A few minutes before the start, while the speakers were still assembled in a committee room behind the stage, the door opened gustily and there entered a sturdy old man, clad in a frock coat that had seen-- on his or on somebody else's shoulders-- better times. Without paying the slightest heed to the admonishments of a couple of ribbon-badged university students who, in their capacity of attendants, were attempting to restrain him, he proceeded with perfect dignity toward the committee, bowed, and said, "I am Perov." A friend of mine, almost twice my age and now the only surviving witness of the event, tells me that the chairman (who as a newspaper editor had a great deal of experience in the matter of extravagant intruders) said without even looking up, "Kick him out." Nobody did-- perhaps because one is apt to show a certain courtesy to an old gentleman who is supposedly very drunk. He sat down at the table and, selecting the mildest-looking person, Slavsky, a translator of Longfellow, Heine, and Sully-Prudhomme (and later a member of the terrorist group), asked in a matter-of-fact tone whether the "monument money" had already been collected, and if so, when could he have it. All the accounts agree on the singularly quiet way in which he made his claim. He did not press his point. He merely stated it as if absolutely unconscious of any possibility of his being disbelieved. What impressed one was that at the very beginning of that weird affair, in that secluded room, among those distinguished men, there he was with his patriarchal beard, faded brown eyes, and potato nose, sedately inquiring about the benefits from the proceedings without even bothering to produce such proofs as might have been faked by an ordinary impostor. "Are you a relative?" asked someone. "My name is Konstantin Konstantinovich Perov," said the old man patiently. "I am given to understand that a descendant of my family is in the hall, but that is neither here nor there." "How old are you?" asked Slavsky. "I am seventy-four," he replied, "and the victim of several poor crops in succession." "You are surely aware," remarked the actor Yermakov, "that the poet whose memory we are celebrating tonight was drowned in the river Oredezh exactly fifty years ago." "Vzdor" ("Nonsense"), retorted the old man. "I staged that business for reasons of my own." "And now, my dear fellow," said the chairman, "I really think you must go." They dismissed him from their consciousness and flocked out onto the severely lighted platform where another committee table, draped in solemn red cloth, with the necessary number of chairs behind it, had been hypnotizing the audience for some time with the glint of its traditional dйcanter. To the left of this, one could admire the oil painting loaned by the Sheremetevski Art Gallery: it represented Perov at twenty-two, a swarthy young man with romantic hair and an open shirt collar. The picture stand was piously camouflaged by means of leaves and flowers. A lectern with another decanter loomed in front and a grand piano was waiting in the wings to be rolled in later for the musical part of the program. The hall was well packed with literary people, enlightened lawyers, schoolteachers, scholars, eager university students of both sexes, and the like. A few humble agents of the secret police had been delegated to attend the meeting in inconspicuous spots of the hall, as the government knew by experience that the most staid cultural assemblies had a queer knack of slipping into an orgy of revolutionary propaganda. The fact that one of Perov's first poems contained a veiled but benevolent allusion to the insurrection of 1825 suggested taking certain precautions: one never could tell what might happen after a public mouthing of such lines as "the gloomy sough of Siberian larches communicates with the underground ore" ("sibirskikh pikht oogrewmyi shorokh s podzemnoy snositsa roodoy"). As one of the accounts has it, "soon one became aware that something vaguely resembling a Dostoyevskian row [the author is thinking of a famous slapstick chapter in The Possessed] was creating an atmosphere of awkwardness and suspense." This was due to the fact that the old gentleman deliberately followed the seven members of the jubilee committee onto the platform and then attempted to sit down with them at the table. The chairman, being mainly intent upon avoiding a scuffle in full view of the audience, did his best to make him desist. Under the public disguise of a polite smile he whispered to the patriarch that he would have him ejected from the hall if he did not let go the back of the chair which Slavsky, with a nonchalant air but with a grip of iron, was covertly wresting from under the old man's gnarled hand. The old man refused but lost his hold and was left without a seat. He glanced around, noticed the piano stool in the wings, and coolly pulled it onto the stage just a fraction of a second before the hands of a screened attendant tried to snatch it back. He seated himself at some distance from the table and immediately became exhibit number one. Here the committee made the fatal mistake of again dismissing his presence from their minds: they were, let it be repeated, particularly anxious to avoid a scene; and moreover, the blue hydrangea next to the picture stand half concealed the obnoxious party from their physical vision. Unfortunately, the old gentleman was most conspicuous to the audience, as he sat there on his unseemly pedestal (with its rotatory potentialities hinted at by a recurrent creaking), opening his spectacle case and breathing fishlike upon his glasses, perfectly calm and comfortable, his venerable head, shabby black clothes, and elastic-sided boots simultaneously suggesting the needy Russian professor and the prosperous Russian undertaker. The chairman went up to the lectern and launched upon his introductory speech. Whisperings rippled all over the audience, for people were naturally curious to know who the old fellow was. Firmly bespectacled, with his hands on his knees, he peered sideways at the portrait, then turned away from it and inspected the front row. Answering glances could not help shuttling between the shiny dome of his head and the curly head of the portrait, for during the chairman's long speech the details of the intrusion spread, and the imagination of some started to toy with the idea that a poet belonging to an almost legendary period, snugly relegated to it by textbooks, an anachronistic creature, a live fossil in the nets of an ignorant fisherman, a land of Rip van Winkle, was actually attending in his drab dotage the reunion dedicated to the glory of his youth. ". . . let the name of Perov,"' said the chairman, ending his speech, "be never forgotten by thinking Russia. Tyutchev has said that Pushkin will always be remembered by our country as a first love. In regard to Perov we may say that he was Russia's first experience in freedom. To a superficial observer this freedom may seem limited to Perov's phenomenal lavishness of poetical images which appeal more to the artist than to the citizen. But we, representatives of a more sober generation, are inclined to decipher for ourselves a deeper, more vital, more human, and more social sense in such lines of his as When the last snow hides in the shade of the cemetery wall and the coat of my neighbor's black horse shows a swift blue sheen in the swift April sun, and the puddles are as many heavens cupped in the Negro-hands of the Earth, then my heart goes out in its tattered cloak to visit the poor, the blind, the foolish, the round backs slaving for the round bellies, all those whose eyes dulled by care or lust do not see the holes in the snow, the blue horse, the miraculous puddle. A burst of applause greeted this, but all of a sudden there was a break in the clapping, and then disharmonious gusts of laughter; for, as the chairman, still vibrating with the words he had just uttered, went back to the table, the bearded stranger got up and acknowledged the applause by means of jerky nods and awkward wavings of the hand, his expression combining formal gratitude with a certain impatience. Slavsky and a couple of attendants made a desperate attempt to bundle him away, but from the depth of the audience there arose the cries of "Shame, shame!" and "Astavte starika!" ("Leave the old man alone!") I find in one of the accounts the suggestion that there were accomplices among the audience, but I think that mass compassion, which may come as unexpectedly as mass vindictiveness, is sufficient to explain the turn things were taking. In spite of having to cope with three men the "starik" managed to retain a remarkable dignity of demeanor, and when his halfhearted assailants retired and he retrieved the piano stool that had been knocked down during the struggle, there was a murmur of satisfaction. However, the regrettable fact remained that the atmosphere of the meeting was hopelessly impaired. The younger and rowdier members of the audience were beginning to enjoy themselves hugely. The chairman, his nostrils quivering, poured himself out a tumbler of water. Two secret agents were cautiously exchanging glances from two different points of the house.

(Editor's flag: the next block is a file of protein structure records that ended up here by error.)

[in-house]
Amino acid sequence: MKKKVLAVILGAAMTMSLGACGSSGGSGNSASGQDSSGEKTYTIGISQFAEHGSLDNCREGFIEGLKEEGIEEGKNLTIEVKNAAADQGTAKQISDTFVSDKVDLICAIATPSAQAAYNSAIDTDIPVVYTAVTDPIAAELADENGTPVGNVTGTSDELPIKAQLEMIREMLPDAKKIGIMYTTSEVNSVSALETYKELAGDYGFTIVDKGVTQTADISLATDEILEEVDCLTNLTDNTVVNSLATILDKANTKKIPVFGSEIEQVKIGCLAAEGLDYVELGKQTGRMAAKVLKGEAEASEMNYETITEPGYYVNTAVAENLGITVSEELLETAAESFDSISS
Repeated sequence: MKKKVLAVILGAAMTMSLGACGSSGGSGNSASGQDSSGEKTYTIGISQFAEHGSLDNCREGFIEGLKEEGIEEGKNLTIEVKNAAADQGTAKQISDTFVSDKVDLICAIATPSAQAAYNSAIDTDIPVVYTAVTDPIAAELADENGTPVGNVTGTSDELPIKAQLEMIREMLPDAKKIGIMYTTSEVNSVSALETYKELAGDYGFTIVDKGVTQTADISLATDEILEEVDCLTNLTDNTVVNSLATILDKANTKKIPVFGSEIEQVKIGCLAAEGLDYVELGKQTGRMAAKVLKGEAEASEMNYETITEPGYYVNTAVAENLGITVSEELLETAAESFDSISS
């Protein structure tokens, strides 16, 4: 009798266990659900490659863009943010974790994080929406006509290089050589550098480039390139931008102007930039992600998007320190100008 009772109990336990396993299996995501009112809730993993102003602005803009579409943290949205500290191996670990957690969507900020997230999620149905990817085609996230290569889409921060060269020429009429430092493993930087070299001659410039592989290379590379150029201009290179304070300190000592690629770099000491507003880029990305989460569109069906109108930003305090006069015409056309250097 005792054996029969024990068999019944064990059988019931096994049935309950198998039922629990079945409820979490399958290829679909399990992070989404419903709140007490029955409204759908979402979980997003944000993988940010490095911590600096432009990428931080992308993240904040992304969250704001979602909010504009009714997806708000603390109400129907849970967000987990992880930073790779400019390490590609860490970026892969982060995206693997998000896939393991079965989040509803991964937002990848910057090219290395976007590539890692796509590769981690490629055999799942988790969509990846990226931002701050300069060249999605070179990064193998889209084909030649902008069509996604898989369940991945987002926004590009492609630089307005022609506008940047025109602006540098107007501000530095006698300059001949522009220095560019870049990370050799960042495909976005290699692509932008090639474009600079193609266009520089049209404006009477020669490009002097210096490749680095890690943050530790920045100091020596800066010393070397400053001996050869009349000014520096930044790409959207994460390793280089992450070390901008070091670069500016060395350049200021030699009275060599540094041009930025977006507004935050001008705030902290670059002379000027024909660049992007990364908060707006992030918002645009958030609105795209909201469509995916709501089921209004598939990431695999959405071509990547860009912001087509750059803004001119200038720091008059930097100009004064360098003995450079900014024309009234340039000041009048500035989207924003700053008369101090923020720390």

The speech of the chairman was followed by the treasurer's account of the sums received from various institutions and private persons for the erection of a Perov monument in one of the suburban parks. The old man unhurriedly produced a bit of paper and a stubby pencil and, propping the paper on his knee, began to check the figures which were being mentioned. Then the granddaughter of Perov's sister appeared for a moment on the stage. The organizers had had some trouble with this item of the program since the person in question, a fat, popeyed, wax-pale young woman, was being treated for melancholia in a home for mental patients. With twisted mouth and all dressed up in pathetic pink, she was shown to the audience for a moment and then whisked back into the firm hands of a buxom woman delegated by the home. When Yermakov, who in those days was the darling of theatergoers, a kind of beau tйnor in terms of the drama, began delivering in his chocolate-cream voice the Prince's speech from the Georgian Nights, it became clear that even his best fans were more interested in the reactions of the old man than in the beauty of the delivery. At the lines If metal is immortal, then somewhere there lies the burnished button that I lost upon my seventh birthday in a garden. Find me that button and my soul will know that every soul is saved and stored and treasured a chink appeared for the first time in his composure and he slowly unfolded a large handkerchief and lustily blew his nose-- a sound which sent Yermakov's heavily adumbrated, diamond-bright eye squinting like that of a timorous steed. The handkerchief was returned to the folds of the coat and only several seconds after this did it become noticeable to the people in the first row that tears were trickling from under his glasses. He did not attempt to wipe them, though once or twice his hand did go up to his spectacles with claw-wise spread fingers, but it dropped again, as if by any such gesture (and this was the culminating point of the whole delicate masterpiece) he was afraid to attract attention to his tears. The tremendous applause that followed the recitation was certainly more a tribute to the old man's performance than to the poem in Yermakov's rendering. Then, as soon as the applause petered out, he stood up and marched toward the edge of the platform. There was no attempt on the part of the committee to stop him, and this for two reasons. First, the chairman, driven to exasperation by the old man's conspicuous behavior, had gone out for a moment and given a certain order. In the second place, a medley of strange doubts was beginning to unnerve some of the organizers, so that there was a complete hush when the old man placed his elbows on the reading stand. "And this is fame," he said in such a husky voice that from the back rows there came cries of "Gromche, gromche!" ("Louder, louder!") "I am saying that this is fame," he repeated, grimly peering over his spectacles at the audience. "A score of frivolous poems, words made to joggle and jingle, and a man's name is remembered as if he had been of some use to humanity! No, gentlemen, do not delude yourselves. Our empire and the throne of our father the Tsar still stand as they stood, akin to frozen thunder in their invulnerable might, and the misguided youth who scribbled rebellious verse half a century ago is now a law-abiding old man respected by honest citizens. An old man, let me add, who needs your protection. I am the victim of the elements: the land I had plowed with my sweat, the lambs I had personally suckled, the wheat I had seen waving its golden arms-- "' It was then that two enormous policemen quickly and painlessly removed the old man. The audience had a glimpse of his being rushed out-- his dickey protruding one way, his beard the other, a cuff dangling from his wrist, but still that gravity and that pride in his eyes. When reporting the celebration, the leading dailies referred only in passing to the "regrettable incident" that had marred it. But the disreputable St. Petersburg Record, a lurid and reactionary rag edited by the brothers Kherstov for the benefit of the lower middle class and of a blissfully semiliterate substratum of working people, blazed forth with a series of articles maintaining that the "regrettable incident" was nothing less than the reappearance of the authentic Perov.
In the meantime, the old man had been collected by the very wealthy and vulgarly eccentric merchant Gromov, whose household was full of vagabond monks, quack doctors, and "pogromystics." The Record printed interviews with the impostor. In these the latter said dreadful things about the "lackeys of the revolutionary party" who had cheated him of his identity and robbed him of his money. This money he proposed to obtain by law from the publishers of Perov's complete works. A drunken scholar attached to the Gromov household pointed out the (unfortunately rather striking) similarity between the old man's features and those of the portrait. There appeared a detailed but most implausible account of his having staged a suicide in order to lead a Christian life in the bosom of Saint Russia. He had been everything: a peddler, a bird catcher, a ferryman on the Volga, and had wound up by acquiring a bit of land in a remote province. I have seen a copy of a sordid-looking booklet. The Death and Resurrection of Konstantin Perov, which used to be sold on the streets by shivering beggars, together with the Adventures of the Marquis de Sade and the Memoirs of an Amazon. My best find, however, in looking through old files, is a smudgy photograph of the bearded impostor perched upon the marble of the unfinished Perov monument in a leafless park. He is seen standing very straight with his arms folded; he wears a round fur cap and a new pair of galoshes but no overcoat; a little crowd of his backers is gathered at his feet, and their little white faces stare into the camera with that special navel-eyed, self-complacent expression peculiar to old pictures of lynching parties. Given this atmosphere of florid hooliganism and reactionary smugness (so closely linked up with governmental ideas in Russia, no matter whether the Tsar be called Alexander, Nicholas, or Joe), the intelligentsia could hardly bear to visualize the disaster of identifying the pure, ardent, revolutionary-minded Perov as represented by his poems with a vulgar old man wallowing in a painted pigsty. The tragic part was that while neither Gromov nor the Kherstov brothers really believed the purveyor of their fun was the true Perov, many honest, cultivated people had become obsessed by the impossible thought that what they had ejected was Truth and Justice. As a recently published letter from Slavsky to Korolenko has it: "One shudders to think that a gift of destiny unparalleled in history, the Lazarus-like resurrection of a great poet of the past, may be ungratefully ignored-- nay, even more, deemed a fiendish deceit on the part of a man whose only crime has been half a century of silence and a few minutes of wild talk." The wording is muddled but the gist is clear: intellectual Russia was less afraid of falling victim to a hoax than of sponsoring a hideous blunder. But there was something she was still more afraid of, and that was the destruction of an ideal; for your radical is ready to upset everything in the world except any such trivial bauble, no matter how doubtful and dusty, that for some reason radicalism has enshrined. It is rumored that at a certain secret session of the Society for the Advancement of Russian Literature the numerous insulting epistles that the old man kept sending in were carefully compared by experts with a very old letter written by the poet in his teens. It had been discovered in a certain private archive, was believed to be the only sample of Perov's hand, and none except the scholars who pored over its faded ink knew of its existence. Neither do we know what their findings were. It is further rumored that a lump of money was amassed and that the old man was approached without the knowledge of his disgraceful companions. Apparently, a substantial monthly pension was to be granted him under the condition that he return at once to his farm and stay there in decorous silence and oblivion. Apparently, too, the offer was accepted, for he vanished as jerkily as he had appeared, while Gromov consoled himself for the loss of his pet by adopting a shady hypnotizer of French extraction who a year or two later was to enjoy some success at the Court. The monument was duly unveiled and became a great favorite with the local pigeons. The sales of the collected works fizzled out genteelly in the middle of a fourth edition. Finally, a few years later, in the region where Perov had been born, the oldest though not necessarily the brightest inhabitant told a lady journalist that he remembered his father telling him of finding a skeleton in a reedy part of the river. 5 This would have been all had not the Revolution come, turning up slabs of rich earth together with the white rootlets of little plants and fat mauve worms which otherwise would have remained buried. When, in the early twenties, in the dark, hungry, but morbidly active city, various odd cultural institutions sprouted (such as bookshops where famous but destitute writers sold their own books, and so on), somebody or other earned a couple of months' living by arranging a little Perov museum, and this led to yet another resurrection. The exhibits? All of them except one (the letter). A secondhand past in a shabby hall. The oval-shaped eyes and brown locks of the precious Sheremetevsky portrait (with a crack in the region of the open collar suggesting a tentative beheading); a battered volume of the Georgian Nights that was thought to have belonged to Nekrasov; an indifferent photograph of the village school built on the spot where the poet's father had owned a house and an orchard. An old glove that some visitor to the museum had forgotten. Several editions of Perov's works distributed in such a way as to occupy the greatest possible space. And because all these poor relics still refused to form a happy family, several period articles had been added, such as the dressing gown that a famous radical critic had worn in his rococo study, and the chains he had worn in his wooden Siberian prison. But there again, since neither this nor the portraits of various writers of the time were bulky enough, a model of the first railway train to run in Russia (in the forties, between St. Petersburg and Tsarskoye Selo) had been installed in the middle of that dismal room. The old man, now well over ninety but still articulate in speech and reasonably erect in carriage, would show you around the place as if he were your host instead of being the janitor. One had the odd impression that presently he would lead you into the next (nonexisting) room, where supper would be served. All that he really possessed, however, was a stove behind a screen and the bench on which he slept; but if you bought one of the books exhibited for sale at the entrance he would autograph it for you as a matter of course. Then one morning he was found dead on his bench by the woman who brought him his food. Three quarrelsome families lived for a while in the museum, and soon nothing remained of its contents. And as if some great hand with a great rasping sound had torn out a great bunch of pages from a number of books, or as if some frivolous story writer had bottled an imp of fiction in the vessel of truth, or as if. . . But no matter. Somehow or other, in the next twenty years or so, Russia lost all contact with Perov's poetry. Young Soviet citizens know as little about his works as they do about mine. No doubt a time will come when he will be republished and readmired; still, one cannot help feeling that, as things stand, people are missing a great deal. One wonders also what future historians will make of the old man and his extraordinary contention. But that, of course, is a matter of secondary importance.